The technique of panning to convey a sense of motion is one that takes practice. Instead of worrying about depth of field as you would for a landscape or a portrait, slow shutter speeds and steady hands are what is needed to get a good panned photo. For unlike most photography, panning means you move your camera instead keeping it still.
The diagram shown here gives the setup for taking a panning photo. In the diagram, the subject is moving from left to right. The subject could be moving in the other direction or up or down. As long as you can follow it evenly throughout the time it takes to capture the image.
How fast and how close the moving subject is will determine the shutter speed to use. I start at 1/60 for people sporting events. For auto racing events, I use 1/125 which often freezes the cars but shows movement in the wheels. For your son or daughter on a bicycle, 1/30 or slower may be in order. I’ve even experimented at 1/15, 1/8 and as low as 1/4 of a second.
The slower the shutter speed, the more pronounced the sense of movement and the harder it will be to keep your camera steady. Using an image stablized (IS) lens can help. Most of todays IS lenses detect a panning motion. Nikon’s version of IS called vibration reduction or VR for short, is what was used in the example photos for this article.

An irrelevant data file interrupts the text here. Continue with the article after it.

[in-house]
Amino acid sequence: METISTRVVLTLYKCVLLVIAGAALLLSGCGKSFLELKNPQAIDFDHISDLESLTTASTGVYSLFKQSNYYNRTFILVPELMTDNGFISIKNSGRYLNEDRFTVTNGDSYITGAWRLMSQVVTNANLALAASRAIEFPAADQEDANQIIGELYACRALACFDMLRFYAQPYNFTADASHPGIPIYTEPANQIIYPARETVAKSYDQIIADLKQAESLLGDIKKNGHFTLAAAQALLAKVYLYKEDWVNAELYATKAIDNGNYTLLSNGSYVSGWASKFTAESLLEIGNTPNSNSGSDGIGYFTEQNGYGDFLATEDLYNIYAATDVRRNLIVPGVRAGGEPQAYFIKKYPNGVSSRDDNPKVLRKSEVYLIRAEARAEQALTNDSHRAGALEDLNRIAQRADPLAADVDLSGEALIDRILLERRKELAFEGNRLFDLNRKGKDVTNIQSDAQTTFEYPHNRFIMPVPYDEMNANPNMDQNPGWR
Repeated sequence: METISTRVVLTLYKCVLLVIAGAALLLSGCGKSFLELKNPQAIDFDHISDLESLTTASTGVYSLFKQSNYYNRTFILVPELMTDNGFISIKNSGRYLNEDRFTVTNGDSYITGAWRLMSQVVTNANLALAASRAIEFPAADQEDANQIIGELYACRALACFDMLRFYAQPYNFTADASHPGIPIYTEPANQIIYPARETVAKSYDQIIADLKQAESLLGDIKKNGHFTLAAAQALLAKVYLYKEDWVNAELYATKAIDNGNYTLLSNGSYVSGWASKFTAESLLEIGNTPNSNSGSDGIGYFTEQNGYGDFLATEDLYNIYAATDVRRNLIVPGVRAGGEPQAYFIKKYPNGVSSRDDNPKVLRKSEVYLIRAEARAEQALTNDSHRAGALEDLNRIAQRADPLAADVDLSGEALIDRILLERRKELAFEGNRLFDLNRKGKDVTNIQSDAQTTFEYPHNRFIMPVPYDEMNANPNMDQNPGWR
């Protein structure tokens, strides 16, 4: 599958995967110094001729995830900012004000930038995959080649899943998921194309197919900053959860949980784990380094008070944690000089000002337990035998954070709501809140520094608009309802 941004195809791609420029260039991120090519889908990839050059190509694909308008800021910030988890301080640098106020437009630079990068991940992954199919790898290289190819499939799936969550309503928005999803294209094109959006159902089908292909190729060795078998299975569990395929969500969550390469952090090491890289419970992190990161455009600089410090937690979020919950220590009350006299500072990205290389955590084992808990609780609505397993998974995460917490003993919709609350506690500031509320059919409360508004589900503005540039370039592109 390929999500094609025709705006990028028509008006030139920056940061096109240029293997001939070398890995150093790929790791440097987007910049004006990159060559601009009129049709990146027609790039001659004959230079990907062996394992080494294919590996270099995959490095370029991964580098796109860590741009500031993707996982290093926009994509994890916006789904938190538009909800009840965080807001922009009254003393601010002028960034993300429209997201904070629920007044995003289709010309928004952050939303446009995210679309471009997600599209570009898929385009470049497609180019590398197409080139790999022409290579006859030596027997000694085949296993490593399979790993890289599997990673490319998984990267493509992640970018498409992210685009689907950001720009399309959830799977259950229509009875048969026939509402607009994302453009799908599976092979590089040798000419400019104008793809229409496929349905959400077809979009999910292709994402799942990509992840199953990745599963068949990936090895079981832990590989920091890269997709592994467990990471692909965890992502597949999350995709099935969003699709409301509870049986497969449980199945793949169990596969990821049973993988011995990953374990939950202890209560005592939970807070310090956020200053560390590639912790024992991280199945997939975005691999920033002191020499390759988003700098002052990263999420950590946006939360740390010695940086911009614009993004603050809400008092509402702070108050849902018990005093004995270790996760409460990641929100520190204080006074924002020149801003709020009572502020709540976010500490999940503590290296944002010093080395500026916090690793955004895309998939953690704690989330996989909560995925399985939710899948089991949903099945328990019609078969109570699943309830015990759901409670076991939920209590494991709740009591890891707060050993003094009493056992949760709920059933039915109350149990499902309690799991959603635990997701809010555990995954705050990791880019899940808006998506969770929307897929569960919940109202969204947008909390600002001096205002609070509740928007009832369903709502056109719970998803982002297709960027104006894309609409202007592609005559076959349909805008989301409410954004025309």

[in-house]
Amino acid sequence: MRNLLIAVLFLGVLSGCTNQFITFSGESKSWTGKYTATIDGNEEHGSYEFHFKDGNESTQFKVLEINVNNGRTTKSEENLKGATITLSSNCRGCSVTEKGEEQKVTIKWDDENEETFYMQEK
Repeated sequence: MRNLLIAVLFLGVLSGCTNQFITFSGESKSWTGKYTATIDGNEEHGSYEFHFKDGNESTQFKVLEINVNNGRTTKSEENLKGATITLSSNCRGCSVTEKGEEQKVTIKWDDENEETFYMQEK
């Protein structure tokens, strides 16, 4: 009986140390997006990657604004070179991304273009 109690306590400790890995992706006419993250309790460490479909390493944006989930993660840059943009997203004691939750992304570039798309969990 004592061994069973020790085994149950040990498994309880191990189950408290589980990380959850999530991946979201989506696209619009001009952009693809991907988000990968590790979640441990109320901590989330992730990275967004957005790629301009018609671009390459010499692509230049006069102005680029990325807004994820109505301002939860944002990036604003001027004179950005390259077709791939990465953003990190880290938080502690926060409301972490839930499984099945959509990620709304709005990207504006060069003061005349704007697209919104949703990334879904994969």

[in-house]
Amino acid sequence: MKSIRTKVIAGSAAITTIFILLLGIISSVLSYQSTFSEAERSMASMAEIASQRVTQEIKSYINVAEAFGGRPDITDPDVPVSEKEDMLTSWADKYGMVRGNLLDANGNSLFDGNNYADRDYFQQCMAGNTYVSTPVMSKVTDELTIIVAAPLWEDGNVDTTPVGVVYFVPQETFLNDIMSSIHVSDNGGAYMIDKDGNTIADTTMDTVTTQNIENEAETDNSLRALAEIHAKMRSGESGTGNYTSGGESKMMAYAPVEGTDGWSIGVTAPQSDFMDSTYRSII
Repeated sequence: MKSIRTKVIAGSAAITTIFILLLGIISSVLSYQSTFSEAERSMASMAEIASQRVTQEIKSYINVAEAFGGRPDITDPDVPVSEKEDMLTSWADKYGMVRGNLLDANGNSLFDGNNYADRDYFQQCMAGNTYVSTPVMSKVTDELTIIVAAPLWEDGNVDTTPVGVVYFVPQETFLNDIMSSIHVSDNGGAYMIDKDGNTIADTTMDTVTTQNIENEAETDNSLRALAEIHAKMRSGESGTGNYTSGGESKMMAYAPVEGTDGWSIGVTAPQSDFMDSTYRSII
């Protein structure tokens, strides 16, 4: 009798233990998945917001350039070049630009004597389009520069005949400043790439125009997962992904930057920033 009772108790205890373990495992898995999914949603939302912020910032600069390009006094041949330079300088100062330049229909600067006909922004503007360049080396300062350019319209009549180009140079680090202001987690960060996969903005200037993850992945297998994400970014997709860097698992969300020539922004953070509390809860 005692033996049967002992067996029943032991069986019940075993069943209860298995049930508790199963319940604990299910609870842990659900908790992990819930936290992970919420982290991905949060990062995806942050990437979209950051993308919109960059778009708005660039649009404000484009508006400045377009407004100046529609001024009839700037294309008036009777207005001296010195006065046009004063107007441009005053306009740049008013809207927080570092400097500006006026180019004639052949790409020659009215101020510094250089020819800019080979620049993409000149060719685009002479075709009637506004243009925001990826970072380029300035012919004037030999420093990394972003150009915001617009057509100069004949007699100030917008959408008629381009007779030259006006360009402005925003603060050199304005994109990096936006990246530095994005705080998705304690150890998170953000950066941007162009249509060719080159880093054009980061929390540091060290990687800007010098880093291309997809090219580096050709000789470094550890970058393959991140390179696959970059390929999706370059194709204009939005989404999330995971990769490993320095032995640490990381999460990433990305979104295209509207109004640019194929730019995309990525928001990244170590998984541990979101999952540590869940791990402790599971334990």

You still need to do the following to give yourself the best possible panning results. Plant your feet, tuck in your arms into your body, hold the camera firmly and rotate the top half of your body as you track your subject. You want to pan as fast as the subject moves keeping it in the same position in your viewfinder as much as possible. Press the shutter down as you continue your motion and follow through even after the shutter has closed. You can use continuous shooting modes if you have time for more than one exposure.
You will want a busy kind of background. For when you pan, the background turns into streaks of color behind the subject. This is what gives the image the feeling of movement. If you pan against a blue sky, for instance, there won’t be anything to leave streaks.
The first example is something I deal with a few times a year, which is a dim sporting arena. In the picture below, I captured a barrel racer speeding towards the timing beam after rounding her final barrel. The background of the people and signs in the arena are nicely streaked with the heads of both the horse and rider fairly sharp. Even the legs of the horse are blurred to show his speed. In a competition like this, there was over 40 riders I took panned shots of and found a shutter speed of 1/60 gave the best results.
All that practice paid off a couple of weeks ago when walking through town and a New York State Trooper suddenly turned on his siren and lights and came flying by me in his cruiser. I quickly brought my camera up and took three photos of him whizzing by. The shutter speed was 1/50 for this one.
Panning is a worthwhile technique to learn. All you need is to find a place to practice. A local park where people like to roller blade or bicycle is ideal. I went to a local drag strip and, after a couple of visits, became very comfortable with panning the cars going down the quarter mile strip of asphalt. You’ll have to take a lot of photos to get a few great panning ones but the resutls are often stunning and grab a viewer’s attention right away.
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